100 Greatest Sculptures Ever
Top 100 Works By the World's Best Sculptors.

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Greatest Sculptures Ever (c.35,000 BCE-Present)

David (c.1435-53)
By Donatello.


List of the Top 100 Works
Ancient Greece
Celtic Sculpture
Chinese Sculpture
Dark Ages
Renaissance Era
Mannerist School
Baroque School
Rococo and Neoclassical Schools
Modern Era
Contemporary School
Greatest Ever Relief Sculpture

List of the Top 100 Sculptures

This list of the world's greatest sculpture encompasses works by the greatest sculptors in the history of sculpture. It features masterpieces of early civilization, including the ancient Bronze Age cultures of the Mediterranean, India and China, Classical Antiquity, the Middle Ages, the Renaissance and Baroque eras, as well as the modern and contemporary periods. It incorporates miniature carvings, statuettes, numerous types of free standing statue, including equestrian statues, as well as contemporary forms, but it excludes reliefs, the greatest of which are listed separately. Our 100 Greatest Ever Works of Sculpture includes objects created or carved out of stone, iron, marble, steel, fiberglass, clay, bronze, gold, copper, plastic, all types of wood, fur, satin, foam rubber, and "found" objects. It includes abstract sculpture as well as representational and figurative sculpture. Inevitably, given the preponderance of antiquities and early masterworks, late 20th and early 21st century sculptures are less well represented. Also, aside from works of pre-history, we have been forced to focus exclusively on Western sculpture. Nevertheless, the list includes examples from most major movements in the history of art, and is an excellent starting point for further study.

The list was compiled and selected by our Editor, Neil Collins LLB MA, who also compiled our Greatest Ever Paintings: Top 300.

The Greatest Ever Prehistoric Sculptures

Here is a short selection of the most important examples of prehistoric sculpture, dating from the Aurignacian and Gravettian cultures of the Upper Paleolithic. All works are by anonymous Stone Age sculptors.

Lion Man of Hohlenstein Stadel (c.38,000 BCE)
This ivory carving is the oldest known anthropomorphic animal carving in the world.

Venus of Hohle Fels (38,000-33,000 BCE)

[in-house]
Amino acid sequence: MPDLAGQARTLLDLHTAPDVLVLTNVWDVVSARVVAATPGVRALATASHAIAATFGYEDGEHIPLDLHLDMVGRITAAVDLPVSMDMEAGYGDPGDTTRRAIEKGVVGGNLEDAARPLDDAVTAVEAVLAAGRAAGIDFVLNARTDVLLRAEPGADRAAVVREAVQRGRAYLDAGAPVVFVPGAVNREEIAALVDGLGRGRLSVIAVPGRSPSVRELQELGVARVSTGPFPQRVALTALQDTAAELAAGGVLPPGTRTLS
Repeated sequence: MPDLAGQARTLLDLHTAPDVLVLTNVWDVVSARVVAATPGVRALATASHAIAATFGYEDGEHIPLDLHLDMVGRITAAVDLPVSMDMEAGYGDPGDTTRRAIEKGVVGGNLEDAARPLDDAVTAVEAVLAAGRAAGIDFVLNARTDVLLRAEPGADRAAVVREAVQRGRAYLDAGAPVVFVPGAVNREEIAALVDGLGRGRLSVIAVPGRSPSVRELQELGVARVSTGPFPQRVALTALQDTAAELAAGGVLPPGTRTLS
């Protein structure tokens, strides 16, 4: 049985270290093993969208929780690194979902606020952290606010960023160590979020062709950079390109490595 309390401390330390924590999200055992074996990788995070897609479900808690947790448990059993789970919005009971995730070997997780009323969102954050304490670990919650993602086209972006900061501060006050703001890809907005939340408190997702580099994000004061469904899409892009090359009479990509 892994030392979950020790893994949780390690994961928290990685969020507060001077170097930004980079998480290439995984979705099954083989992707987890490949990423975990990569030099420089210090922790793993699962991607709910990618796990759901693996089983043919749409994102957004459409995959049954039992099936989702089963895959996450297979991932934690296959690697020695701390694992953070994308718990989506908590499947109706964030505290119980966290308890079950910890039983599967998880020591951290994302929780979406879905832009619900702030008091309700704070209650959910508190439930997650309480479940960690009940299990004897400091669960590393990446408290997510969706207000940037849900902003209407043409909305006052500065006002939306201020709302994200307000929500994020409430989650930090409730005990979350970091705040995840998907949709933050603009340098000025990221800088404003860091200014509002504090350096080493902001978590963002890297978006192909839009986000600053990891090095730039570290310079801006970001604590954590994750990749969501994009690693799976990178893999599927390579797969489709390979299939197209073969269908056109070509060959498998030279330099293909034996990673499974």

Also called the Venus of Schelklingen. It is the oldest known carving of a human figure.

Ivory Carvings of Mammoth, Lion, Horse: Vogelherd Cave (Swabian Jura) (33,000 BCE)
Includes the oldest known animal carving (mammoth); an outstanding example of Prehistoric art.

Venus of Dolni Vestonice (c.26,000 - 24,000 BCE) Clay
World's oldest example of ceramic sculpture.

Venus of Willendorf (Austria) (25,000 BCE) Oolitic Limestone
Most famous of the Venus Figurines; the most graphic representation of an obese female.

Venus of Brassempouy (c.23,000 BCE)
Its unusual facial detail makes this carving of a female head, the first known example of prehistoric portrait art.

Venus of Kostenky (c.22,000 BCE) Mammoth Bone
Earliest known example of prehistoric Russian sculpture.

Ain Sakhri Lovers (c.9000 BCE)
Carved out of calcite, it was discovered in one of the Ain Sakhri caves near Bethlehem. Listed in the BBC TV series History of the World in 100 Objects. Compare it with The Kiss by Constantin Brancusi.

Shigir Idol (c.7500 BCE)
The oldest known wood carving. It now resides in Yekaterinburg in the Russian Urals.

The Enthroned Goddess of Catal Huyuk (c.6000 BCE)
Extraordinary terracotta sculpture of a Mother Goddess figure about to give birth while seated on a throne.

Thinker of Cernavoda ('Ganditorul') (c.5000 BCE) Terracotta, National Museum of Romania
Greatest ever contemplative sculpture of prehistory.

The Guennol Lioness (3000 BCE) Private Collection
This anthropomorphic lioness-woman, crafted by Mesopotamian silversmiths, is a masterpiece of Sumerian art from the Proto-Elamite Period. See also: Assyrian art and Hittite art, also from the Mesopotamian area of ancient Iraq.